to which corresponds a discrete-time, unitary, linear system
, v / x(n+l) = Ax(n) + Bu(n)
1 j \ y(n) = Cx(n) + Du(n).
Here the "time-variable" n is an element of the nonnegative integers Z
(or some-
times the set of all integers Z), the vector x(n) takes values in the state space 7Y, the
vector u(n) takes values in the input space £, and the vector y(n) takes values in the
output space £*. Application of the Fourier transform x(z) i— x(z) = X^^Lo x(n)zn
to the system equations (1.1), under the assumption of a zero initial condition
x(0) = 0 on the state vector, leads to the input-output relation
y(z) =Tv(z)u(z)
where T^(z) is the transfer function of the system
Tv(z) = D + zC(I -
When one starts from the point of view of operator-model theory, one is given
a contraction operator T on a Hilbert space H. Associated with T is a Schur-class
function TT(Z) G S(P,£*), the characteristic operator function for T, where V
and T* are the defect spaces associated with T. Given any Schur-class function
T, one can then build a model operator TV on a functional Hilbert space 7"^T so
that the characteristic function of T T is equal to T, and any completely nonunitary
contraction operator T with characteristic function equal to T is unitarily equivalent
to its model operator T^; in this way we see that the characteristic function T T is
a complete unitary invariant for completely nonunitary contraction operators T on
a Hilbert space Tt.
Note that the same Schur-class function S G S(£ ,£*) can serve as the scatter-
ing function for a Lax-Phillips system, as the transfer function for a conservative,
discrete-time, input-state-output linear system £(£/), a n d as the characteristic op-
erator function for a contraction operator T. Thus there is a natural association and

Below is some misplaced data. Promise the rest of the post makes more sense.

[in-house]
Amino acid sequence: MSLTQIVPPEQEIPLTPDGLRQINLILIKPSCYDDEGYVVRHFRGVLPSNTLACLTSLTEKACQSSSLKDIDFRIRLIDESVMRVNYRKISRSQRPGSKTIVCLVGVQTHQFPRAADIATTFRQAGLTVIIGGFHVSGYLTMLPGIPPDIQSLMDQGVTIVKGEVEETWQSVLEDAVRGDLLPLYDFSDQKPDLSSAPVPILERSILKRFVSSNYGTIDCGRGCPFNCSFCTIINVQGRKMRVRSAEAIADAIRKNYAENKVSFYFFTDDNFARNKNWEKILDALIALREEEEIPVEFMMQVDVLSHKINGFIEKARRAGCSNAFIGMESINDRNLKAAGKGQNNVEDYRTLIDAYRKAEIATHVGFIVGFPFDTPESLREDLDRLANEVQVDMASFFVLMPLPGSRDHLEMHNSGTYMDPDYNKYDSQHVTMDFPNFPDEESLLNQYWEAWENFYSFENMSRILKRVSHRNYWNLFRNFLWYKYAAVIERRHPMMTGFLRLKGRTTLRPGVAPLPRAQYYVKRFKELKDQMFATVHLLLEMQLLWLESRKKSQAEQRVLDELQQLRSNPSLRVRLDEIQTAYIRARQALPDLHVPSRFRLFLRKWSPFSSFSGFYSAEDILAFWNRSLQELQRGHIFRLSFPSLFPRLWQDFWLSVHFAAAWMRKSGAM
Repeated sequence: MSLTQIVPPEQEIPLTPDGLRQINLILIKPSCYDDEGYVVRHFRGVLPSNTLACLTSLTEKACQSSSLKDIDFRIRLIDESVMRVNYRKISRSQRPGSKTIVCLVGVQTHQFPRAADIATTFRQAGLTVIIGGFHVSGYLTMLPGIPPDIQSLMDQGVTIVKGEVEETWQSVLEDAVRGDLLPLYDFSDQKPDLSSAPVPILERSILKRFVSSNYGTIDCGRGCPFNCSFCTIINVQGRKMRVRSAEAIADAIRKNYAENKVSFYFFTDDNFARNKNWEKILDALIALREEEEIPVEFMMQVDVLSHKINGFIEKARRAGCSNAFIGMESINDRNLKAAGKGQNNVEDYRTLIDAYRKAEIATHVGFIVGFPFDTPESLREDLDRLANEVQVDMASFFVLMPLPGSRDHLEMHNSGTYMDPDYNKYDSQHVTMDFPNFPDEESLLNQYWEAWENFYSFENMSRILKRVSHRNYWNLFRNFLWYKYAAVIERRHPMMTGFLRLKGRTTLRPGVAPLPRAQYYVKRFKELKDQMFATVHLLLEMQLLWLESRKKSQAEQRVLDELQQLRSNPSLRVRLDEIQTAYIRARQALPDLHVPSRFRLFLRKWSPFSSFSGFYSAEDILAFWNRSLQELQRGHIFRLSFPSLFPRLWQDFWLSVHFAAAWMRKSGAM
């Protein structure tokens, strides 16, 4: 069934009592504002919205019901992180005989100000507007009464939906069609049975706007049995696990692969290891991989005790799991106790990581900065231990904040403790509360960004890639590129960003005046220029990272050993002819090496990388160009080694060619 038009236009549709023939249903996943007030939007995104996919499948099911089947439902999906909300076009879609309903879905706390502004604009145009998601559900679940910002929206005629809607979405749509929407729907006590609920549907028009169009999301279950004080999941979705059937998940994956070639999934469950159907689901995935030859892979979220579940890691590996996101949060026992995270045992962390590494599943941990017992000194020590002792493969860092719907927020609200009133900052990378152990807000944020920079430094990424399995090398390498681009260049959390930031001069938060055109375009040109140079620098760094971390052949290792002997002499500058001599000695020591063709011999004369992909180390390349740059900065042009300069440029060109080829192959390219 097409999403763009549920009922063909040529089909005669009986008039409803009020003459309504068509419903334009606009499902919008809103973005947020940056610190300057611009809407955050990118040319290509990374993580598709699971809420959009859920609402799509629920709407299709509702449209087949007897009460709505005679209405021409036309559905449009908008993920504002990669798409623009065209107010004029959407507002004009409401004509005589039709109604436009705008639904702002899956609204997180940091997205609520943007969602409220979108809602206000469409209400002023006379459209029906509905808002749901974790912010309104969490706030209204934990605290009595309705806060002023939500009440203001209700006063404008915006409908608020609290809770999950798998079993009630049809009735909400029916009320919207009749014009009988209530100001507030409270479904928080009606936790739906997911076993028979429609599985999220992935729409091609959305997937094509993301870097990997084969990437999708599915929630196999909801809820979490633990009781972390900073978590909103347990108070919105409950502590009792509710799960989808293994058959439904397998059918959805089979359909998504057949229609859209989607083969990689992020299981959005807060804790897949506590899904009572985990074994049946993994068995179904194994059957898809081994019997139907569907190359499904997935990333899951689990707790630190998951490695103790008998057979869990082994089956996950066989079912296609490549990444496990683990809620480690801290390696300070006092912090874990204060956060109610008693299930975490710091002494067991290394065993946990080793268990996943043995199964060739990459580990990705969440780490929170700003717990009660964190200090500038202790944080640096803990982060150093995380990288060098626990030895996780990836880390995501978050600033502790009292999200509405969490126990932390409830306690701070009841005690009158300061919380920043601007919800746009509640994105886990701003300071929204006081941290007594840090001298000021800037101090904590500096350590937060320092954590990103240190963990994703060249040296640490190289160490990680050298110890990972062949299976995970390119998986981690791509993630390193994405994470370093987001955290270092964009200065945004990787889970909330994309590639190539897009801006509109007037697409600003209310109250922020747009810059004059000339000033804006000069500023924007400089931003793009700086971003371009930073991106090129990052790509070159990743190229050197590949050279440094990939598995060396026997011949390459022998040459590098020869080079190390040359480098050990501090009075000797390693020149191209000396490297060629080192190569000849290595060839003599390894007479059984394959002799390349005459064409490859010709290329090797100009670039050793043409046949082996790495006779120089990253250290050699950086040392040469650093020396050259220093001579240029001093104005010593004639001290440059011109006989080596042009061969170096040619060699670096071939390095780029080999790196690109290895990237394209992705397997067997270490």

equivalence between Lax-Phillips scattering systems (5, conservative, discrete-time,
input-state-output linear systems £({/), and Hilbert-space contraction operators
In the generalization which we discuss here, the unitary operator U in a Lax-
Phillips scattering system (5 is replaced by a d-tuple of isometries U = (Wi,... Md)
on a Hilbert space /C such that the block row \U\ ... Ud] : ®/5=i ^ ~~ * ^ ^s
unitary, i.e., (U\,... Md) provides an isometric representation of the Cuntz algebra
Od on JC (see e.g. the book of Davidson [Da96] for basic definitions). To set up a
scattering framework for this situation we hypothesize the existence of subspaces Q
and 5* such that Q and Q* are invariant for U\,..., Ud and U{,..., Wd respectively,
and U\g is a "row shift" and U*\g^ is the "backwards row shift" (precise definitions
are given in Chapter 3). The Fourier representation theory is now more complicated,
but it turns out that one can represent the smallest closed subspace Q containing Q
and reducing for each of the operators IA\,..., Ud as a certain functional model space
Cw for Cuntz-algebra representations, with Q corresponding to a certain analogue
Hw of a Hardy subspace. Similarly, the smallest closed subspace Q* containing 5*
and reducing for each U\,... ,Ud can be represented as a Cuntz-algebra functional
model space Cw*-, with Q* corresponding to Ji^ . Then the restricted projection
operator Pg U corresponds to a certain multiplication operator f \-+ S - f where
S now is a certain formal power series in two d-tuples of noncommuting variables
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